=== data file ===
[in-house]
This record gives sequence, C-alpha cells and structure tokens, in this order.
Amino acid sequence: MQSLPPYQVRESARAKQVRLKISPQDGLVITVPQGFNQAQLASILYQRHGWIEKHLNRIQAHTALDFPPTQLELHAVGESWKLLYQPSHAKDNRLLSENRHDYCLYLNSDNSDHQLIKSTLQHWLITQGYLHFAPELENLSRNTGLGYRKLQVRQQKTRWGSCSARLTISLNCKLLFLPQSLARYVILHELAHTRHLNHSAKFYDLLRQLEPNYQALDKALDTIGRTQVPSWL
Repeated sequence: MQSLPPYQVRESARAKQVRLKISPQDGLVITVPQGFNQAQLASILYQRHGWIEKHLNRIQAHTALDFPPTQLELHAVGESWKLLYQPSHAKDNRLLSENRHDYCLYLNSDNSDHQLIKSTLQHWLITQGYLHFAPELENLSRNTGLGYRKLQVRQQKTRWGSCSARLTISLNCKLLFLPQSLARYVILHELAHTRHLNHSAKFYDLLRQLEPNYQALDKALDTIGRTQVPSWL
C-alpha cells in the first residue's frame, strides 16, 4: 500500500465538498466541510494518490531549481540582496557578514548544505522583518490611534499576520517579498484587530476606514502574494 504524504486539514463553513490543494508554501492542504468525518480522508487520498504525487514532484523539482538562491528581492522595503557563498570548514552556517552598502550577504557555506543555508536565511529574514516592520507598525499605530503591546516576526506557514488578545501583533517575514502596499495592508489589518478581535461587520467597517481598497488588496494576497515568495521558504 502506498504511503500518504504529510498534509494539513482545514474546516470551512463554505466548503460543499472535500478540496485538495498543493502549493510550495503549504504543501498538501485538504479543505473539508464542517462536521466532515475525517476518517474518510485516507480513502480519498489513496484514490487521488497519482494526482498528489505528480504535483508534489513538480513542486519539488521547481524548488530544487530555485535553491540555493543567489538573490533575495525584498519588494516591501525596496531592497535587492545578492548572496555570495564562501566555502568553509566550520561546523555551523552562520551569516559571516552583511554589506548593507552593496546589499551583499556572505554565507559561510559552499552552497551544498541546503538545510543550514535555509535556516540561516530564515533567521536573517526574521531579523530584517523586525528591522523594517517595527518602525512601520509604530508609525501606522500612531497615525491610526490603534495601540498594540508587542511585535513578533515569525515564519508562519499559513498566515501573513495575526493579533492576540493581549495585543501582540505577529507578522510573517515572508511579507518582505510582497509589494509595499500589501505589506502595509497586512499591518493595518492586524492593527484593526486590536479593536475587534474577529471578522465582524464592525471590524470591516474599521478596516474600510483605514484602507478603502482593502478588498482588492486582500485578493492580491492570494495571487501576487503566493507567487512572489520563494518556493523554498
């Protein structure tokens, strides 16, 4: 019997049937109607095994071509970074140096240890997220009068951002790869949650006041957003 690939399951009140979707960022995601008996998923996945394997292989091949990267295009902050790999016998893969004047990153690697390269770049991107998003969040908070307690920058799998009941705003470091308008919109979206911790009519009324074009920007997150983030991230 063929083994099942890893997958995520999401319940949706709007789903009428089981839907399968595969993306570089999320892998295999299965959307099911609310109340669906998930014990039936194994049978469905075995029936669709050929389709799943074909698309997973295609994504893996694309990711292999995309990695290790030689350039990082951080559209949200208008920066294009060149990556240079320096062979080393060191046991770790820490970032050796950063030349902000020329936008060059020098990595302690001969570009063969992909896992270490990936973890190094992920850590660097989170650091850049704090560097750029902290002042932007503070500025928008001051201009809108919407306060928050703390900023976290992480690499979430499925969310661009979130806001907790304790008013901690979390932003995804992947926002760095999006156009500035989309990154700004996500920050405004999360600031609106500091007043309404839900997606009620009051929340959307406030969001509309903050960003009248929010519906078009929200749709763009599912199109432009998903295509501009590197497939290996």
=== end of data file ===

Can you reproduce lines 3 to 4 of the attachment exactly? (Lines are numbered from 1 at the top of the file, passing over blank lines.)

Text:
Amino acid sequence: MQSLPPYQVRESARAKQVRLKISPQDGLVITVPQGFNQAQLASILYQRHGWIEKHLNRIQAHTALDFPPTQLELHAVGESWKLLYQPSHAKDNRLLSENRHDYCLYLNSDNSDHQLIKSTLQHWLITQGYLHFAPELENLSRNTGLGYRKLQVRQQKTRWGSCSARLTISLNCKLLFLPQSLARYVILHELAHTRHLNHSAKFYDLLRQLEPNYQALDKALDTIGRTQVPSWL
Repeated sequence: MQSLPPYQVRESARAKQVRLKISPQDGLVITVPQGFNQAQLASILYQRHGWIEKHLNRIQAHTALDFPPTQLELHAVGESWKLLYQPSHAKDNRLLSENRHDYCLYLNSDNSDHQLIKSTLQHWLITQGYLHFAPELENLSRNTGLGYRKLQVRQQKTRWGSCSARLTISLNCKLLFLPQSLARYVILHELAHTRHLNHSAKFYDLLRQLEPNYQALDKALDTIGRTQVPSWL